The Little Prince Paperback – 1968
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Moral allegory and spiritual autobiography, The Little Prince is the most translated book in the French language. With a timeless charm it tells the story of a little boy who leaves the safety of his own tiny planet to travel the universe, learning the vagaries of adult behaviour through a series of extraordinary encounters. His personal odyssey culminates in a voyage to Earth and further adventures.
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Top Customer Reviews
But `good enough' is the debating point. Is it good enough? Howard writes in his preface "...it must be acknowledged that all translations date." Do they? Would one clean up and modernise the language of A.A. Milne in Winnie-the-Pooh? or of Kenneth Grahame in the Wind In The Willows? Of course not. Then Howard modernises Katherine Woods' rendition, "cry" with his "weep" during the departure from the fox. And he thinks this is more `modern?' What self-contradictory nonsense translators can write to justify themselves and their publishers.
I grew up on Katherine Woods' translation and prefer it over the Howard, but I must admit, when I look at my French copy, the Woods too has some elisions in translation. During the farewell from the fox, she translates: "It is the time you have wasted for your rose that makes your rose so important." Howard translates: "It's the time you spent on your rose that makes your rose so important." The French actually states: "C'est le temps que tu as perdu pour ta rose qui fait ta rose si importante." Literally this translates far more meaningfully and philosophically than either of the Woods or the Howard as "It is the time which you have lost for your rose which makes your rose so important." So that leaves me thinking both translations have their flaws. I am not sure why both of them would dilute the original like they have, for it has surely been diluted from what St.Read more ›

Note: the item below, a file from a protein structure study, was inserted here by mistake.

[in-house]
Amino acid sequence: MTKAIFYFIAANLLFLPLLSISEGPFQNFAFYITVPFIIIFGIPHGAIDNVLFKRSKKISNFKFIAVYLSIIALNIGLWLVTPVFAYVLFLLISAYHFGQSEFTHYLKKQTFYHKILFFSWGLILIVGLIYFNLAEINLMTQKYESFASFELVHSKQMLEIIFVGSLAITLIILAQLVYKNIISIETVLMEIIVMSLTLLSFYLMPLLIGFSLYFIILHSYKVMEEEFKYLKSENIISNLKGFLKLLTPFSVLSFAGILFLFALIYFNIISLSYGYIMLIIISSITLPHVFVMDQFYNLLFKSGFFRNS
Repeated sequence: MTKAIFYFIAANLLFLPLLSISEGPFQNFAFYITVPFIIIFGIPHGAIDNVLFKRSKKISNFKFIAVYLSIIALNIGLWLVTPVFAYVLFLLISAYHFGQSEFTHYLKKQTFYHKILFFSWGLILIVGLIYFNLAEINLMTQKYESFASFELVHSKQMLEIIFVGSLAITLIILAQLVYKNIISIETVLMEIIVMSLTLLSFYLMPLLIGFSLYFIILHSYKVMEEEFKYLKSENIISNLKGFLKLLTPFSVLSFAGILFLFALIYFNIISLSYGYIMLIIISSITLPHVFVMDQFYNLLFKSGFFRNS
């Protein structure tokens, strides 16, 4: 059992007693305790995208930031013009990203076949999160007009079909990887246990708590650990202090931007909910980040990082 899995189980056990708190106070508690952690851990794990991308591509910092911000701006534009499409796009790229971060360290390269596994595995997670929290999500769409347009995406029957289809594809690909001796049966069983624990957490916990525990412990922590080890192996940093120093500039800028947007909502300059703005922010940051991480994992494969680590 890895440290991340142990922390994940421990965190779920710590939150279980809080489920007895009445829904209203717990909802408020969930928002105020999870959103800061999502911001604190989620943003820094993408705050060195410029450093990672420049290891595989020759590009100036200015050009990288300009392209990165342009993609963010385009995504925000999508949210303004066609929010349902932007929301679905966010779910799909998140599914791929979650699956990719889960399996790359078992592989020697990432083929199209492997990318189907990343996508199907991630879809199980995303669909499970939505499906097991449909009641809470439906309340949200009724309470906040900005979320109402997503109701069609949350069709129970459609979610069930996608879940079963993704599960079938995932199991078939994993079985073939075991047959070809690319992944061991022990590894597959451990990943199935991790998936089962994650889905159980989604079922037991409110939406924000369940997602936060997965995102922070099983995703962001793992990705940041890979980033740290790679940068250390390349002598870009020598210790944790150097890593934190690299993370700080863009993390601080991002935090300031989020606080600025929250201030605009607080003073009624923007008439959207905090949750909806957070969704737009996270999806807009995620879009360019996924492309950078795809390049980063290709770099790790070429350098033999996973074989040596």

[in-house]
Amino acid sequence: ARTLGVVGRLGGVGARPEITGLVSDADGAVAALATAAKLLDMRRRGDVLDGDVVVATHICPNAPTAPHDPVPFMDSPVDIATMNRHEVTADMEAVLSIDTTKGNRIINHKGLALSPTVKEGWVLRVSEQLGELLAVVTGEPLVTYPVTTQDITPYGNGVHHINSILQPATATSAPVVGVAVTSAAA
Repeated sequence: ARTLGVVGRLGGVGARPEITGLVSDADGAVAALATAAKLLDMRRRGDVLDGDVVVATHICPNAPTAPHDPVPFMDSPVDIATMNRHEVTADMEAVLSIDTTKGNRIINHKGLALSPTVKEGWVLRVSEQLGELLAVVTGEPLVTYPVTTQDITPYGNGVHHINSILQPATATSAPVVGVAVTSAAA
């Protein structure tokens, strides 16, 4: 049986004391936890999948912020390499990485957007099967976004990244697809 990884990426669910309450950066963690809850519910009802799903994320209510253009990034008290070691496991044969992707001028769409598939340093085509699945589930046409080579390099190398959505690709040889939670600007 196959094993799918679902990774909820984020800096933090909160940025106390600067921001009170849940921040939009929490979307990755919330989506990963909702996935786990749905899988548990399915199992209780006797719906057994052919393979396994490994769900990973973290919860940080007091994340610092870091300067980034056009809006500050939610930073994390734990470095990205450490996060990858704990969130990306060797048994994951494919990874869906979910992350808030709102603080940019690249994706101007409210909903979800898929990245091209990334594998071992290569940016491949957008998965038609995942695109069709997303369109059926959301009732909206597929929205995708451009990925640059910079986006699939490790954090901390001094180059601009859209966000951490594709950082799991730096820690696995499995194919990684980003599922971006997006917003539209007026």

This translation (and this is characteristic of almost every passage in it)saps it of its wistful, bittersweet language, replacing it with sentences which are, frankly, boring as all get out. Howard's translation may or may not be closer to the original French wording, but it takes something I love very much and makes it stale and less magical than when I first read it. In my book, that reads: "Bad Translation".
However- I had the Katharine Woods translation before I bought this one. Do not blame this new error on the author. The Katharine Woods translation is superb. Richard Howards- Not so much.
This review has nothing to do with the book, just its differing translations.
I actually went home and read my original to make sure I wasn't imagining the difference (maybe it wasn't as good as I remembered!)
Three stars is not a review of the book, but of the translation. This title is beyond excellent, but you might do yourself a favor and find a used copy with the Woods translation (there are many copies out there). Enjoy!
Most recent customer reviews
Great read for the young and old. Definitely worth the read, especially if you can read it en français!Published 3 months ago by Simon T.
This a children's book for kids and grown-ups.
The writing is magical, and the characters are completely unforgettable. Read more